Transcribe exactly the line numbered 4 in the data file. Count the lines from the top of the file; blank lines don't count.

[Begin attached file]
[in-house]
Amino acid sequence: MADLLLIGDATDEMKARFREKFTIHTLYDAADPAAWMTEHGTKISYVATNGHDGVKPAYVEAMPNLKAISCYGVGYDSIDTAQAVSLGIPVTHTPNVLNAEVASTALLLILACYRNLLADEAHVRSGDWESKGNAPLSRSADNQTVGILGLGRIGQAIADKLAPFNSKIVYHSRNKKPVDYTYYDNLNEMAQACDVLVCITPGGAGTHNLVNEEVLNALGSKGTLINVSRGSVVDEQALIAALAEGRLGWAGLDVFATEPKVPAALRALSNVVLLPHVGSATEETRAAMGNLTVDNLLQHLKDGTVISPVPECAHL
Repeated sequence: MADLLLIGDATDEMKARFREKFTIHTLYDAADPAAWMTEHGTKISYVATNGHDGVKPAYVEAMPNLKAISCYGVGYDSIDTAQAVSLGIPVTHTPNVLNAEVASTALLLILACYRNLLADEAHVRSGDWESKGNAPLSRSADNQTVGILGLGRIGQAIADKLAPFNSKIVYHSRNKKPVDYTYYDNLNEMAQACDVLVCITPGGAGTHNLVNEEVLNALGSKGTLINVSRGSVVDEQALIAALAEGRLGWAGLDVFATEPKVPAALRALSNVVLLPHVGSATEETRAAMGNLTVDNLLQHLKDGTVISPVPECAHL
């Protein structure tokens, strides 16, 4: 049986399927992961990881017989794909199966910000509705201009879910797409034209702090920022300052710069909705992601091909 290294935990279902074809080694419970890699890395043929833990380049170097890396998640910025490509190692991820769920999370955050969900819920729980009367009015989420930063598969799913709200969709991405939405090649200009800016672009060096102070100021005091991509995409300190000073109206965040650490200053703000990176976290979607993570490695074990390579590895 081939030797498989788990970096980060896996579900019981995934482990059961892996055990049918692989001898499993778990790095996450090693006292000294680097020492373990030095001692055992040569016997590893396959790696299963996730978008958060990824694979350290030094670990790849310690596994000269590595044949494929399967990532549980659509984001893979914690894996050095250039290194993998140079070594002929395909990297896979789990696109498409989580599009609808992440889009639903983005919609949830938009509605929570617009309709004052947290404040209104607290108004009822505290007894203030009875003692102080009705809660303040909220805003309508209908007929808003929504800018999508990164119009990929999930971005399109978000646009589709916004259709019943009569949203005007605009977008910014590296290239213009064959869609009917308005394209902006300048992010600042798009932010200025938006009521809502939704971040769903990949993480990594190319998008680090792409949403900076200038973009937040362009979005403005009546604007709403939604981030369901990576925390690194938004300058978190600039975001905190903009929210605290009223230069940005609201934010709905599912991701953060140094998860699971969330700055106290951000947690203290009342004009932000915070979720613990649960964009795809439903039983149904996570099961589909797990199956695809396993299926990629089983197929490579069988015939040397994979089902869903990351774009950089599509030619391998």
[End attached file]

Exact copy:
């Protein structure tokens, strides 16, 4: 049986399927992961990881017989794909199966910000509705201009879910797409034209702090920022300052710069909705992601091909 290294935990279902074809080694419970890699890395043929833990380049170097890396998640910025490509190692991820769920999370955050969900819920729980009367009015989420930063598969799913709200969709991405939405090649200009800016672009060096102070100021005091991509995409300190000073109206965040650490200053703000990176976290979607993570490695074990390579590895 081939030797498989788990970096980060896996579900019981995934482990059961892996055990049918692989001898499993778990790095996450090693006292000294680097020492373990030095001692055992040569016997590893396959790696299963996730978008958060990824694979350290030094670990790849310690596994000269590595044949494929399967990532549980659509984001893979914690894996050095250039290194993998140079070594002929395909990297896979789990696109498409989580599009609808992440889009639903983005919609949830938009509605929570617009309709004052947290404040209104607290108004009822505290007894203030009875003692102080009705809660303040909220805003309508209908007929808003929504800018999508990164119009990929999930971005399109978000646009589709916004259709019943009569949203005007605009977008910014590296290239213009064959869609009917308005394209902006300048992010600042798009932010200025938006009521809502939704971040769903990949993480990594190319998008680090792409949403900076200038973009937040362009979005403005009546604007709403939604981030369901990576925390690194938004300058978190600039975001905190903009929210605290009223230069940005609201934010709905599912991701953060140094998860699971969330700055106290951000947690203290009342004009932000915070979720613990649960964009795809439903039983149904996570099961589909797990199956695809396993299926990629089983197929490579069988015939040397994979089902869903990351774009950089599509030619391998």